SSC LAB REPORT 1-CH

SSC LAB REPORT 1-CH - Laboratory#6 Soil and Water...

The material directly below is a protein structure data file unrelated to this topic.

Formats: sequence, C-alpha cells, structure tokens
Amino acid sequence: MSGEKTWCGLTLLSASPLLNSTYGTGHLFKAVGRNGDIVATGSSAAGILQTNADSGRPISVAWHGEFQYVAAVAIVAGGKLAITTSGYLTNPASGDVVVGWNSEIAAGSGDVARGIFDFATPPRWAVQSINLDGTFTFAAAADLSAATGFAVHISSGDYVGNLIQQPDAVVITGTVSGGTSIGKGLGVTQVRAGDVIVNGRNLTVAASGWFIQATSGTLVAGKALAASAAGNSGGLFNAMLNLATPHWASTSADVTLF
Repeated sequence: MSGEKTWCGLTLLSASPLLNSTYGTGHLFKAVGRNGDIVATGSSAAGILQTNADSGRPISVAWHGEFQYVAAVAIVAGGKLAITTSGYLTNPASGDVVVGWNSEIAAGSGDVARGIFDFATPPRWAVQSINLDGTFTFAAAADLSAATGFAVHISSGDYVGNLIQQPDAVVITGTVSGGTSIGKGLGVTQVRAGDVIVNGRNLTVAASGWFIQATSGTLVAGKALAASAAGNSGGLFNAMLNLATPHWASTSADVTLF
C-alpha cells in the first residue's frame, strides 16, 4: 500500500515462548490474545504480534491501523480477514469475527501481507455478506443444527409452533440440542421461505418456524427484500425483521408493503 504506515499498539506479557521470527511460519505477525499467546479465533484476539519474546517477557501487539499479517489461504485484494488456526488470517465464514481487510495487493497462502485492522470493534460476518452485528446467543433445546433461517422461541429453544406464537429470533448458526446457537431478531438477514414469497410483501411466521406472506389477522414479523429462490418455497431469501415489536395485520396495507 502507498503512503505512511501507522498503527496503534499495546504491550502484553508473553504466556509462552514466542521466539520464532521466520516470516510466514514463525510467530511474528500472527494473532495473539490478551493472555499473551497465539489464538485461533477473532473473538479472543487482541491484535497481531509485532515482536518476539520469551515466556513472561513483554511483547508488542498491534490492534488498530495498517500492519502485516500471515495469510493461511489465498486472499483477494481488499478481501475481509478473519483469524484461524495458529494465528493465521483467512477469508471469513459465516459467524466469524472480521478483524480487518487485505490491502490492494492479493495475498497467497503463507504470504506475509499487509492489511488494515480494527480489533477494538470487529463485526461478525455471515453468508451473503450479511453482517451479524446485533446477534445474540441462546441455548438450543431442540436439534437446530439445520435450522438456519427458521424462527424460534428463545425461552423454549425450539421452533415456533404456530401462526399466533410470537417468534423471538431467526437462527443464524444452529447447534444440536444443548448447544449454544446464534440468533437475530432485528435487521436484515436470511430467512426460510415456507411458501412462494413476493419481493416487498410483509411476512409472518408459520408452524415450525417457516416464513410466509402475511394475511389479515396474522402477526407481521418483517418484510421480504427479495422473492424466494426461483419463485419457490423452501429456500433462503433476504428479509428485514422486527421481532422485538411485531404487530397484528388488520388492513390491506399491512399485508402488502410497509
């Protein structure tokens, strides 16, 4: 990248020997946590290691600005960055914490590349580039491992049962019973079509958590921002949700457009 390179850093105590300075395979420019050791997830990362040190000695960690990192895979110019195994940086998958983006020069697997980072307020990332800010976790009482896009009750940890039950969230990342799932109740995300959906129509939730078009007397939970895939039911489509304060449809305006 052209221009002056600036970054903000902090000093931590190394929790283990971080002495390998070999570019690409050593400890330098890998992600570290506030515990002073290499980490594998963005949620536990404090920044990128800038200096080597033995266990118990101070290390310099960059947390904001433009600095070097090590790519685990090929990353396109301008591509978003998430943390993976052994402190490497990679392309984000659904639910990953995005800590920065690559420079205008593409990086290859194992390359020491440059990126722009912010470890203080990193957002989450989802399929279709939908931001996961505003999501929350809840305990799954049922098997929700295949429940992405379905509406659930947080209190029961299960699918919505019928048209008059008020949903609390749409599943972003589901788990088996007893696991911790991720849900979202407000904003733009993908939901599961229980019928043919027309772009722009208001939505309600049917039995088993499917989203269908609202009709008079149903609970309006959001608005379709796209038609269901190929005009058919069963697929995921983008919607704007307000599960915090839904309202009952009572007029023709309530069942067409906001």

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Laboratory #6: Soil and Water Relationships SSC 200 Soil Moisture Relationships in a Topsoil, a Subsoil, and a Sandy Floodplain Sediment Introduction Plant growth is crucial to life on earth and is critically linked to soil moisture. There are  three categories of soil moisture: gravitational, available, and unavailable, in relation to plant  growth. Gravitational moisture is the difference in moisture content at soil saturation (when a soil  is fully saturated with water) and soil field capacity (the amount of water held after excess water  has drained away) and is usually not available for plant use because it rapidly drains from the  soil. Moisture that is available for plant use is usually held in micropores and is found between  the soil’s field capacity and permanent wilting point (the point at which soil moisture is so low  that plants cannot again become turgid). Water in this state is held so that it does not quickly  drain away by cohesion, but not so tightly that plants cannot use it. The third category of soil  moisture, unavailable moisture, is held in very small micropores or on the surface of soil  particles and is held so tightly by adhesion that plants cannot absorb and use it. When a soil is  at the permanent wilting point and is oven dried, unavailable moisture is finally released. Soil  properties like texture and structure greatly affect the amount of soil moisture in each of the  three categories since they determine the size distribution of soil pores.  It was the intent of this experiment to contrast a topsoil, a subsoil, and a sandy floodplain  sediment in relation to soil moisture availability, pore size distribution, and bulk density.  Materials and Methods Four 50-g samples of a topsoil, a subsoil, and a sandy floodplain sediment were placed  in plastic cups. Cups were labeled with treatment designations: saturated, field capacity, wilting 
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